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August 1994

Starch Powder Contamination of Surgical Wounds

Author Affiliations

From the Departments of Surgery, University of California—San Francisco (Drs Hunt and Goodson), and the Royal Liverpool University Hospital, Liverpool, England (Dr Slavin). The authors have no financial interest in the Regent Corp, Greenville, SC, its parent corporation, the London Rubber Company, or any of its subsidiaries.

Arch Surg. 1994;129(8):825-827. doi:10.1001/archsurg.1994.01420320047008

Objectives:  To determine if (1) lubricating starch glove powder contaminates surgical wounds even after powdered gloves have been washed and/or wiped; (2) starch powder can be eliminated from surgical wounds when the surgical team wears only powderless gloves; and (3) starch powder introduced into surgical wounds may increase scar formation.

Design and Outcome Measures:  Human surgical wounds were irrigated at the end of operations in which various combinations of powdered and powderless gloves were used. Team members who wore powdered gloves washed them in a saline solution and wiped them on surgical towels. The starch particles in the irrigant were counted. In addition, two series of breast biopsies were performed, one in which the surgeon wore powdered gloves and the other, powderless gloves. Pathologic specimens from reexcisions (for carcinoma) were examined for starch granules and inflammation.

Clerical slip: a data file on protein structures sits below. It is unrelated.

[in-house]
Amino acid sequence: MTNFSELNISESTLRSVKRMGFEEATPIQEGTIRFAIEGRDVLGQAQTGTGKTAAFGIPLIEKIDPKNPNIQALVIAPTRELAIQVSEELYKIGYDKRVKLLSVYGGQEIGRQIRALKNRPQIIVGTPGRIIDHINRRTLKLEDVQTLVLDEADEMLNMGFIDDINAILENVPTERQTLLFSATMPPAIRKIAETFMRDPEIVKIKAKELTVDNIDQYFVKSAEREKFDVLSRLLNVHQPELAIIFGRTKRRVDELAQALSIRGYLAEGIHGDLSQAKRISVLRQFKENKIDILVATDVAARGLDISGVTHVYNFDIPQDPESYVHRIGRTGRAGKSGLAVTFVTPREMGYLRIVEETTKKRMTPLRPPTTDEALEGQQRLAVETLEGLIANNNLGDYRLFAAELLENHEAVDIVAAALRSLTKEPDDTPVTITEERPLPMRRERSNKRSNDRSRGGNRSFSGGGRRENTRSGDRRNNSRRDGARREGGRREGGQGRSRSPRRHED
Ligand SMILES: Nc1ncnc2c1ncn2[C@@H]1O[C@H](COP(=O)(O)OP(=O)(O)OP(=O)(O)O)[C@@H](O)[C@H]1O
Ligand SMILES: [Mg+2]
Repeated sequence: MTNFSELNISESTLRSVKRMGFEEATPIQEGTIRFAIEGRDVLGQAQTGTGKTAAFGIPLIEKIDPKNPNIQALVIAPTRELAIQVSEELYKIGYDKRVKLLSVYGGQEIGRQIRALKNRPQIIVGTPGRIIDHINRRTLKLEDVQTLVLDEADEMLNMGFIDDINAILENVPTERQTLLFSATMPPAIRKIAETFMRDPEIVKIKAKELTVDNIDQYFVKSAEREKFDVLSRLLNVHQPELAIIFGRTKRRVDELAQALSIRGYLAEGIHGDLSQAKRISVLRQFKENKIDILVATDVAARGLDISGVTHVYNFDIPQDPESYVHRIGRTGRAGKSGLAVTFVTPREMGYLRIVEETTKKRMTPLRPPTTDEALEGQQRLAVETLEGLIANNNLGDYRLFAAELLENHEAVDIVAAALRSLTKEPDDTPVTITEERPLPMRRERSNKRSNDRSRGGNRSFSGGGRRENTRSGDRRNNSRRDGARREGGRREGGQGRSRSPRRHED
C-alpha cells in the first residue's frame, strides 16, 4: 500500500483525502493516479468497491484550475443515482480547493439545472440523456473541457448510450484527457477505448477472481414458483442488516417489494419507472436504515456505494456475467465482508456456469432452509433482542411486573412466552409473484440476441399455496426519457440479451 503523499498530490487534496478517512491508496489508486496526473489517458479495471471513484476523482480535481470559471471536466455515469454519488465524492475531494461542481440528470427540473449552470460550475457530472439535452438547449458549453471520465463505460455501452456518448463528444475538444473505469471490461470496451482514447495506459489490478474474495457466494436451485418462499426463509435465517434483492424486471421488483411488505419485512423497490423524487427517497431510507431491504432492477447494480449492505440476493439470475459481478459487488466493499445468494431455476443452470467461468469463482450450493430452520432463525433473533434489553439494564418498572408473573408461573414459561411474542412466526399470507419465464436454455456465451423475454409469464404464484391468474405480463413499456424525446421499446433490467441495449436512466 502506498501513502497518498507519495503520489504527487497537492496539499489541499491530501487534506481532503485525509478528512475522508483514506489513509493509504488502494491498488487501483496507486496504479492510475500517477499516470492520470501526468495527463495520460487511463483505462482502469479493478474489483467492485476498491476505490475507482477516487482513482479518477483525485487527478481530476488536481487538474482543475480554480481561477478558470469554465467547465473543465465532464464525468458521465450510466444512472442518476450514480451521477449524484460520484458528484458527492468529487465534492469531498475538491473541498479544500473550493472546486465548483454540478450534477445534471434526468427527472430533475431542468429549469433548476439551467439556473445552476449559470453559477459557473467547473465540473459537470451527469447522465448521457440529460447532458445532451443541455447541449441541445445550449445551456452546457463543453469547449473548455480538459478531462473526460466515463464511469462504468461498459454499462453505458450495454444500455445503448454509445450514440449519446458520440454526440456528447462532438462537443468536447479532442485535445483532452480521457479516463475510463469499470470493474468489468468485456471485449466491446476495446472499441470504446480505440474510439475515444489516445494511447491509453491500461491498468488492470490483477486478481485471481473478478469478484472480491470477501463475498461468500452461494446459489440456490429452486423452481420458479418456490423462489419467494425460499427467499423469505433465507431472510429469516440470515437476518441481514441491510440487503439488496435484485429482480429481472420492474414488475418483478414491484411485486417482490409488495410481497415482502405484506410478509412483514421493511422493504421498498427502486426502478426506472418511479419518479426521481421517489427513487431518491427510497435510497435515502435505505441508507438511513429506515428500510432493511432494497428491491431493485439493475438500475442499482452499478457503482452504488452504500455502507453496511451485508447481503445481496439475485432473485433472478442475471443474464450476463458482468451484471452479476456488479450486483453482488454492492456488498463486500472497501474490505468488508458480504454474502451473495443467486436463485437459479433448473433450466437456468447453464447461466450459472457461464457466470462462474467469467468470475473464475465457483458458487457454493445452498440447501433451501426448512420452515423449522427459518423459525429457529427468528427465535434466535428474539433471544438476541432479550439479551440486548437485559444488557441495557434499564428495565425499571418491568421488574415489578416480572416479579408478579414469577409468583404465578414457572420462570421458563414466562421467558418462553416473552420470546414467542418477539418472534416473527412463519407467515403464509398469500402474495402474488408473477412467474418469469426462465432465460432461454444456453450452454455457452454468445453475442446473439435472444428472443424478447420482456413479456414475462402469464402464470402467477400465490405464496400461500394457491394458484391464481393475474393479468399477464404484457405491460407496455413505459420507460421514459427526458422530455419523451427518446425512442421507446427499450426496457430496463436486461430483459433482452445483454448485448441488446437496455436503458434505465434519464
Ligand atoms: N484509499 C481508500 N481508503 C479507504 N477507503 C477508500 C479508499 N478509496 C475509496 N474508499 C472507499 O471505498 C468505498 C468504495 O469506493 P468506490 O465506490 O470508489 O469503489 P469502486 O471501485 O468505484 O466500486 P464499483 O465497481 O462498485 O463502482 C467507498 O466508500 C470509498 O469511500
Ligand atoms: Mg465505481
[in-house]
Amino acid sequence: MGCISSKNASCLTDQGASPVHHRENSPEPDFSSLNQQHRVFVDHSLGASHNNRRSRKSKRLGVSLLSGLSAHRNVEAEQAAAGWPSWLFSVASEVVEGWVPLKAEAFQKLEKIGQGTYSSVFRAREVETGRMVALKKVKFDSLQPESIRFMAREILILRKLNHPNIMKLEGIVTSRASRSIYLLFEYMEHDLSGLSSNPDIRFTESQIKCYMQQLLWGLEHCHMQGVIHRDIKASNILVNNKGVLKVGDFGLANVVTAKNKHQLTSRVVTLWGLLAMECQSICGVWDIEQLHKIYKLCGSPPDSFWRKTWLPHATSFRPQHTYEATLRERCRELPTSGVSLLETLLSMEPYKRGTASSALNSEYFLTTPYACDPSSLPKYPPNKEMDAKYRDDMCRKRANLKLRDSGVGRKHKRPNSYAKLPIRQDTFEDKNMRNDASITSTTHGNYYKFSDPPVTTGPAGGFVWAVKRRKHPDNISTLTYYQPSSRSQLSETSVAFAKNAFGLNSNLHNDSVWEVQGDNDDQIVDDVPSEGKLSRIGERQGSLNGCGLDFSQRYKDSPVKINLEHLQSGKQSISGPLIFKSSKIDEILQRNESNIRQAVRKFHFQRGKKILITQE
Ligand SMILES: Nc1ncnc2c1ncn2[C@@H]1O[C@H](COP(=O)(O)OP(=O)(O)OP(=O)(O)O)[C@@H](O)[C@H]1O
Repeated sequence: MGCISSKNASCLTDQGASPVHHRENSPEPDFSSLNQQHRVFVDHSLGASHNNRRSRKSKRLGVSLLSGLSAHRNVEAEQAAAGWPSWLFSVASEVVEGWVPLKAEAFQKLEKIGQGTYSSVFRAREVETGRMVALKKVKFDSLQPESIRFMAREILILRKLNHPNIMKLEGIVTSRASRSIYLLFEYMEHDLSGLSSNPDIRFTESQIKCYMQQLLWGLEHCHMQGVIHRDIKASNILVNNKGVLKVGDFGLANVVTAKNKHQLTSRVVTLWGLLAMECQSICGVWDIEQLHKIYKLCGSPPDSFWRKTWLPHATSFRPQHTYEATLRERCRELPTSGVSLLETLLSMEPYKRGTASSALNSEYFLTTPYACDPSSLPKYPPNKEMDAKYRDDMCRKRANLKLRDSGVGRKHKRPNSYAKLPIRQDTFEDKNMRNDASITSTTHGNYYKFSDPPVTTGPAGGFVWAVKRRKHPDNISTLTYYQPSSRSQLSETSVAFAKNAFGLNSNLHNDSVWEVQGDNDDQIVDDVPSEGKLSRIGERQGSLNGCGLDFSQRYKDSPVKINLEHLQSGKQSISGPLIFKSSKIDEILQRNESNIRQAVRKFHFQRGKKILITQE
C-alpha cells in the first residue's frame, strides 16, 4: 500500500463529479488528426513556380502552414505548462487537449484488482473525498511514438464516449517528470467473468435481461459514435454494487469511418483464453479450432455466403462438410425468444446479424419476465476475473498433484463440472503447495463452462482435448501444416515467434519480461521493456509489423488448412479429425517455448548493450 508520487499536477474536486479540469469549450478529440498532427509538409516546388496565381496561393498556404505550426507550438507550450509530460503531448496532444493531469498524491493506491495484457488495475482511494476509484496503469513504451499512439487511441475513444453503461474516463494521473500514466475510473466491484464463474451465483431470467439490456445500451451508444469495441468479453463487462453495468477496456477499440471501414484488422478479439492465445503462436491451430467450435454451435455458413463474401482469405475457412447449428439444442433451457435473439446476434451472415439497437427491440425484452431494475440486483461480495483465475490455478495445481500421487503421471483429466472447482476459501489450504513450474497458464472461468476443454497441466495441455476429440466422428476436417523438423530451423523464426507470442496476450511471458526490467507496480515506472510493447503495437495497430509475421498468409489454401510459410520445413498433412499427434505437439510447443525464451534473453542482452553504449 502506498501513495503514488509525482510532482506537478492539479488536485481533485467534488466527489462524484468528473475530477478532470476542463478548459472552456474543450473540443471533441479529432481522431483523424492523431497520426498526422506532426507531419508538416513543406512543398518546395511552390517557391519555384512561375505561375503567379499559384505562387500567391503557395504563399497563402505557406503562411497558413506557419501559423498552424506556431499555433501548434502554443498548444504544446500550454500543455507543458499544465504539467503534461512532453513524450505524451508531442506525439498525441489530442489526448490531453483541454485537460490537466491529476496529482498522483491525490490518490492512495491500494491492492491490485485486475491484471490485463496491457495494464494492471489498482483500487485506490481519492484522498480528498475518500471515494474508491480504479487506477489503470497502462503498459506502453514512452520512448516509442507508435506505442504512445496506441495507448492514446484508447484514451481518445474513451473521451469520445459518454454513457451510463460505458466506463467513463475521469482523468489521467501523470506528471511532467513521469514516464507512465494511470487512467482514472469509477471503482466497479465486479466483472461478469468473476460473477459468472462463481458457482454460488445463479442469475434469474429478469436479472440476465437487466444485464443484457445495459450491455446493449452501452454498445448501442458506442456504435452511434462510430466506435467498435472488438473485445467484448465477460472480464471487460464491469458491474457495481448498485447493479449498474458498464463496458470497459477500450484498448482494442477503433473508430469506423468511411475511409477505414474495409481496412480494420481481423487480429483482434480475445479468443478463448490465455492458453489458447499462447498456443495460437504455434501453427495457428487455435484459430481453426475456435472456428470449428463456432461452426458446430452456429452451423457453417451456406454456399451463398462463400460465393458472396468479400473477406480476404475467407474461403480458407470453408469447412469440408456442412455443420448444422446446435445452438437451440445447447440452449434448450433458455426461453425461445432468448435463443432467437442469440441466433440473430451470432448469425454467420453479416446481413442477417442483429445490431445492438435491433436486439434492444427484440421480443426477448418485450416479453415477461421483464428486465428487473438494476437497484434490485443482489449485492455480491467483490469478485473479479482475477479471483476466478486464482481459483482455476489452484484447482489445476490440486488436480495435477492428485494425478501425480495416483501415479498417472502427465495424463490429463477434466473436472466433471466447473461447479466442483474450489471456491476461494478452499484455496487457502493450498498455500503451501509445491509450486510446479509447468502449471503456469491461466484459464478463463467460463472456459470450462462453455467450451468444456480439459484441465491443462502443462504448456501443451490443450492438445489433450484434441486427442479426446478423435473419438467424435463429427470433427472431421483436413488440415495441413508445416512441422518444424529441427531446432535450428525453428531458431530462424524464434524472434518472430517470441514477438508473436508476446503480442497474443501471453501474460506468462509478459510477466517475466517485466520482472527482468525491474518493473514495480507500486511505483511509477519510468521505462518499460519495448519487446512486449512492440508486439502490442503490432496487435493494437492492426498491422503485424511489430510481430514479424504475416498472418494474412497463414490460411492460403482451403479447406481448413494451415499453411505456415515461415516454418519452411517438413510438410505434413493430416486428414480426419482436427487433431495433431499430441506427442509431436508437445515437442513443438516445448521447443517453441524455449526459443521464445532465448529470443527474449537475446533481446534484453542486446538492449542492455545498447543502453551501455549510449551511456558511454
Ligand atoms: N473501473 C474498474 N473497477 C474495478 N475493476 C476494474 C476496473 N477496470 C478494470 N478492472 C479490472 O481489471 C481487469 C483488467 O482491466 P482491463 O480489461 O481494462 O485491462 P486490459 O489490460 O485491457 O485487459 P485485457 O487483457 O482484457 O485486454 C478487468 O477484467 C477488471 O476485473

Results:  Starch granules were found in proportion to the number of surgical team members who wore powdered gloves and to the proximity of the wearer(s) to the operative site. Exclusive use of powderless gloves eliminated the presence of starch powder. Starch-containing phagocytes in tissue were surrounded by an inflammatory reaction, and in one patient the inflammation and scarring were severe.

Conclusions:  Starch powder is introduced into wounds by the use of powdered gloves despite glove washing and wiping. It can be eliminated by the exclusive use of powderless gloves. The inflammatory reaction to starch is variable and can be severe.(Arch Surg. 1994;129:825-828)